Thursday, July 9, 2009

Mad Max Road Cart

It was a couple years ago I received an email from a guy in upstate New York with a couple of carriages for sale. One was an original Brewster piece and the other was a road cart. I had some deliveries out that way so we come to terms before I drive up there to take a look. The directions were long and it seemed to be out in the middle of nowhere. Sure enough it was.

So I’m tooling along these back roads long since removed from cell service and I’m getting closer. Turn here, then left at the tree, over a hill you’ll come to a fork, go right, you get the picture. Wooded, hilly, and historic which is really fun driving but sometimes interesting with a truck and trailer that‘s 50 feet long. So I find the place. A somewhat run down historic traditional farm. Not that many years removed from her glory. Maybe ten or so but in her day a stunning showplace. Inviting beautiful yellow house and barns with cream trim pealing away. Tall grass and overgrown flowerbeds. Some junk in the yard and a tipped over bird bath. With some work this place could be absolutely stunning.

So I pull in the drive. Three guys walk out of the house. They looked like they just walked off the set of Mad Max Beyond Thunderdrome. My guy is apparently in the lead with another 500 pounds of meat on four legs behind him. So I’m thinking to myself this could be interesting. I was barely able to get pulled into the driveway with my truck and trailer. I’ll have a hard enough time getting out of here as it is let alone in a hurry. I’m sitting here by myself with no cell service and a big fat wad of $100 bills of which they are fully aware.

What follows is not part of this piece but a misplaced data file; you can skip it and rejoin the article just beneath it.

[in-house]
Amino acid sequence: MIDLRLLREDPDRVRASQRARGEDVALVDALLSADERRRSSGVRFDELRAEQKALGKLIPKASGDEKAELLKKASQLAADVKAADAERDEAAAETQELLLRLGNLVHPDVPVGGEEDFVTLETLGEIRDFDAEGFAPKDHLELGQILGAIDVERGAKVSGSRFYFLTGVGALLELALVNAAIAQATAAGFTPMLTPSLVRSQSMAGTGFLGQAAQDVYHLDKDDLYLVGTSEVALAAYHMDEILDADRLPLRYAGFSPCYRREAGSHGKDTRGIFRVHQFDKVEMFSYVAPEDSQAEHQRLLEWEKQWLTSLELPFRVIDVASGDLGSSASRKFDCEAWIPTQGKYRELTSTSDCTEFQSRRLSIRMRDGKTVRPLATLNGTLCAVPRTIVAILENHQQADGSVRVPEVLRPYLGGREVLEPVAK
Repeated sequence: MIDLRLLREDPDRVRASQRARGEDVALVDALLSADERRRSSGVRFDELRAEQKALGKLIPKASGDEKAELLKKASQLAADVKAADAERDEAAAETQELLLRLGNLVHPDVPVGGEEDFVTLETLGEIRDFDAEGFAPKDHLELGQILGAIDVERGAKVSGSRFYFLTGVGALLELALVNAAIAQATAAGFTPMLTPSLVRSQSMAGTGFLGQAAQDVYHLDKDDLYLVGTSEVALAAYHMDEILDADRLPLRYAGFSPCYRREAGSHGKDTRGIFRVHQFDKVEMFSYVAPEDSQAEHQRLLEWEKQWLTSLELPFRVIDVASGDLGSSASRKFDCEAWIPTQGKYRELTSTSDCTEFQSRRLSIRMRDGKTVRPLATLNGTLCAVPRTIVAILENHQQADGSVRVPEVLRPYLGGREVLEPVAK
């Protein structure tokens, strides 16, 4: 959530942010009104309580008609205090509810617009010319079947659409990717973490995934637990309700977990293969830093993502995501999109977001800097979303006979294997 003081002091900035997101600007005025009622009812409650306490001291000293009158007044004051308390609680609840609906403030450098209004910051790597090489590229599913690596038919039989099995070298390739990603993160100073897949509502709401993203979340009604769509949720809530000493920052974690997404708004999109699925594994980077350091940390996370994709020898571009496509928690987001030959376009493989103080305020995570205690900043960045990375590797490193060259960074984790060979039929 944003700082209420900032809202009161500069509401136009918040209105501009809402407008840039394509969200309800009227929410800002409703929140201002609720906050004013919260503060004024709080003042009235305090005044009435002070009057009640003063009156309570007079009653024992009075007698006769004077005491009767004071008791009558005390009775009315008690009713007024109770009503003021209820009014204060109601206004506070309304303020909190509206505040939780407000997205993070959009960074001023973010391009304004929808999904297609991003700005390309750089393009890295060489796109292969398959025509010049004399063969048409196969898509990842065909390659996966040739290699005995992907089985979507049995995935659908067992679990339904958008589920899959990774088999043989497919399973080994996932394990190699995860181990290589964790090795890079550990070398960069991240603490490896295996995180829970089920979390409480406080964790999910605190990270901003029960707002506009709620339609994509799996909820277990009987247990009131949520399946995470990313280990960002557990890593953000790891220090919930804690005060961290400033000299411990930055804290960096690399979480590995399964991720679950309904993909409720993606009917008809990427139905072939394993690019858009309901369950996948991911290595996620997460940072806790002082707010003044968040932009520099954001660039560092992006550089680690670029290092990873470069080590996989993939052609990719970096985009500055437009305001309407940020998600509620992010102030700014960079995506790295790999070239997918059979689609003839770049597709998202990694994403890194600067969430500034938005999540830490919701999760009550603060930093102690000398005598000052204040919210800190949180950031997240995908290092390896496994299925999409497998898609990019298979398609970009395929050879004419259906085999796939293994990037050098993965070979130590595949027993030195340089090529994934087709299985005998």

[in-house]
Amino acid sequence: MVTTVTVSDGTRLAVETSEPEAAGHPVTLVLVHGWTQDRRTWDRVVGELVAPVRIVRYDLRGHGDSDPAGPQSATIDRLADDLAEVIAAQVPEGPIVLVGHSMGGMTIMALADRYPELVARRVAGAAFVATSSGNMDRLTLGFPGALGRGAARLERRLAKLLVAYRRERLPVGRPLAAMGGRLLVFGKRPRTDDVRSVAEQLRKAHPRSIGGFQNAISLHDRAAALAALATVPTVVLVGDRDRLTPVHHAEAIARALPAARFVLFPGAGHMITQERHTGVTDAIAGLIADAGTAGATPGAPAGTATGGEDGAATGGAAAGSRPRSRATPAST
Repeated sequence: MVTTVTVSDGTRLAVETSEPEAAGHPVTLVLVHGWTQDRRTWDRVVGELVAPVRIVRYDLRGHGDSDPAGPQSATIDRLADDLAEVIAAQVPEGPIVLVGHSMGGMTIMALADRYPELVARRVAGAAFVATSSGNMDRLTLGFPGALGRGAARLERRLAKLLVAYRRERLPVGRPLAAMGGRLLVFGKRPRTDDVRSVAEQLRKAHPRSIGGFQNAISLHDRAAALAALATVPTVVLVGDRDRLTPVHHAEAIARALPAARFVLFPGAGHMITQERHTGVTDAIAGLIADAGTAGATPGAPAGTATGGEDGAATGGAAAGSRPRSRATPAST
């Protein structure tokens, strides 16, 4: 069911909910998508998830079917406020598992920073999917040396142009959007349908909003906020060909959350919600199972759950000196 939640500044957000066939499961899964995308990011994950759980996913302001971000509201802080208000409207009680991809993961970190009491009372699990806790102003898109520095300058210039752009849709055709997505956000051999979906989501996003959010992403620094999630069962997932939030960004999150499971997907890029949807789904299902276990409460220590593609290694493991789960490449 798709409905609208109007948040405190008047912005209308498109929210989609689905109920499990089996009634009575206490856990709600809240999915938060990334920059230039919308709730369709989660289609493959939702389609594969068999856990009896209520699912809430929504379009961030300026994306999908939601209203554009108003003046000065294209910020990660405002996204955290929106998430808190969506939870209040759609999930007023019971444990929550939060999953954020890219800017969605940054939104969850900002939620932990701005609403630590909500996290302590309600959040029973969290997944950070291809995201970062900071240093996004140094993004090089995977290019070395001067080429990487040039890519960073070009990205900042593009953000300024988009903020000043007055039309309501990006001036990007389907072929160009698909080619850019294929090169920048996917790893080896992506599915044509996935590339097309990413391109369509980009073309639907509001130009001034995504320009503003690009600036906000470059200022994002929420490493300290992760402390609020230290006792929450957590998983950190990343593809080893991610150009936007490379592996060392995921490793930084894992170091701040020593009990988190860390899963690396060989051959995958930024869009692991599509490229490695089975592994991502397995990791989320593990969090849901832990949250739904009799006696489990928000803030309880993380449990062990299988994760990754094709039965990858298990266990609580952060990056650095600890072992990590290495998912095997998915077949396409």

A brief “Hey, how you doing” and before I know it they are leading me out to the back barn "to see the carriages". Yea right I'm thinking. Through the weeds and overgrowth to the far back barn of course. They open the doors and into the big and dark old barn we go. “Watch your step”. “Sure” I say.

So we get to the back of the barn and there they are. The original Brewster piece as described and this really cool road cart. For some reason I’m in a bit of a hurry as I look over the open railing to the concrete floor below. “Hey" in my squeaky I must have just had something cut off voice "they look good, let’s get them out of here and loaded up”. We grab the two vehicles and toward the trailer we go. I begin to feel this may not be my demise and turns out they were a good bunch. Local guys, one in charge of getting the place cleaned up for the new corporate owner. One a local neighbor who has to drive a tractor because he's to wide to fit in a car. The other guy is a worker in charge of pulling out tree stumps by hand or something. Seems like one of them ended up being from Shawano Wisconsin or someplace around here so we had a good topic of conversation.

We pulled the road cart into the shop a couple months ago. It has some really interesting features. After stripping off some paint we realize that the seat was originally a spindle seat that someone cut all the spindles out of. So Bob goes to work making all new seat spindles.

We have most of it ready for paint. The frame, body and seat are ready to start laying on some color. The wheels are still in need of some repairs before we can go any further with those.

Quite the adventure. Who knew that being a carriage guy could be so dangerous. Over the years there have been a lot of miles and some really interesting situations. This certainly being one of them.

Have a great day.



Kim Bates said...

What! No picture of these guys!!???
glad you made it home safe!

Rick Castor said...

I think old barns are some of the most interesting places on earth- because they very often become "time capsules" which preserve bits of our former way of life and the technology our forebears used every day- like carriages!
Great story on the discovery and aquisition of a surviving road cart built by my ancestor- Lewis F Castor of Philadelphia.

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